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I'm using AIC to compare a collection of submodels for a multivariate linear model. The best two models have very similar AIC scores. The model with the lowest AIC score includes all variables in the full model except one, and the second best model is the full model. The difference in score between the models is <2 (it's 0.3 in this case).

How should I interpret this result in deciding what model to use for subsequent analyses. Does it make more sense to use the simpler model because it is "just as good" as the full model and simpler, or to use the full model because it's not worse than the simpler model after model complexity is taken into account? Does it not matter at all? Or should I continue to investigate both models?

What's the rule here?

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    $\begingroup$ The textbook rule for AIC is to choose the model with the lowest AIC, period. Going beyond that requires using information about the specific models, how important the variable in question is, what the difference in likelihood translates to in interpretable units, what other models are under consideration, etc. $\endgroup$ – Kodiologist Sep 21 '17 at 21:11
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    $\begingroup$ I think it depends also on what you need to do with the models (e.g., test a hypothesis or predict new data?). If you need to predict new data it may be worth comparing the two models using cross-validation. $\endgroup$ – matteo Sep 21 '17 at 21:12
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When there are several plausible models model uncertainty should not be ignored. If you select just one model and then do inference as if this were the only model you ever considered, you will get problems (estimates, p-values, confidence intervals etc. will not have their usual repeat sampling properties, out of sample predictions will be problematic etc.).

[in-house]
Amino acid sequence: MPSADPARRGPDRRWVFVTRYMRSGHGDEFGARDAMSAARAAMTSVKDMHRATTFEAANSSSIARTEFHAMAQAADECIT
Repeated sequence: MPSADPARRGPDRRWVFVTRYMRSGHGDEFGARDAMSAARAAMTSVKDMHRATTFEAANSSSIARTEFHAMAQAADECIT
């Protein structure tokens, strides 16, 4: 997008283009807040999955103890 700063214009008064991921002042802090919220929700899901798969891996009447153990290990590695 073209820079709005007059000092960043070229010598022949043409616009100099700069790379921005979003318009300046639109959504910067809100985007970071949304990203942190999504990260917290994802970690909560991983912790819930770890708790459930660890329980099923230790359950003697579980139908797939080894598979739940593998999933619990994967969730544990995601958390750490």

It is usually preferable to account for model uncertainty by e.g. doing model averaging (e.g. with weights proportional to exp(-(AIC-min AIC)/2)) unless one model is so much better in terms of AIC that it gets all the weight anyway.

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How should I interpret this result in deciding what model to use for subsequent analyses.

Essentially the AIC offers a way to compare how much an increase in a model's likelihood is "worth" an increase in the model's complexity when determining model quality. Since you propose two models with similar AIC's what you should interpret is that according to this measure of likelihood vs. complexity trade-off they are essentially equal in quality.

Does it make more sense to use the simpler model because it is "just as good" as the full model and simpler

Not really as it is only "just as good" when simplicity has already been taken into account.

or to use the full model because it's not worse than the simpler model after model complexity is taken into account?

Again same answer but in reverse. The gain in simplicity is approximately balanced out by the difference in likelihood.

Does it not matter at all?

Yes and no. They are two different models and from a frequentist point of view there is only one "correct" model which describes the data, which could even in fact (and probably more likely) be neither of these. So in this sense it does matter which model you choose. But determining this through AIC shows choosing one or the other does not change the quality by any meaningful amount. Essentially do you prefer a model with greater likelihood to fit the data but with more complexity or vice versa, where the trade-off according to Akaike is essentially equal.

Or should I continue to investigate both models?

Do you expect to gain different but still meaningful insights through both models? Refer to @Bjorn

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    $\begingroup$ +1, but in the last point I think model averaging is an attractive alternative when AIC values are similar (as @Björn mentions in his answer). Regarding from a frequentist point of view there is a "correct" model to choose, it need not be one of the two models being considered. $\endgroup$ – Richard Hardy Sep 22 '17 at 5:19
  • $\begingroup$ @Richard Hardy good points. I have edited the answer where it was unclear $\endgroup$ – Dale C Sep 22 '17 at 7:44
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Without more information, select the model with lowest AIC. But in most scenarios, I'd be comparing each model's RMSE or MAE as well - attempting to maximize prediction accuracy on the test set.

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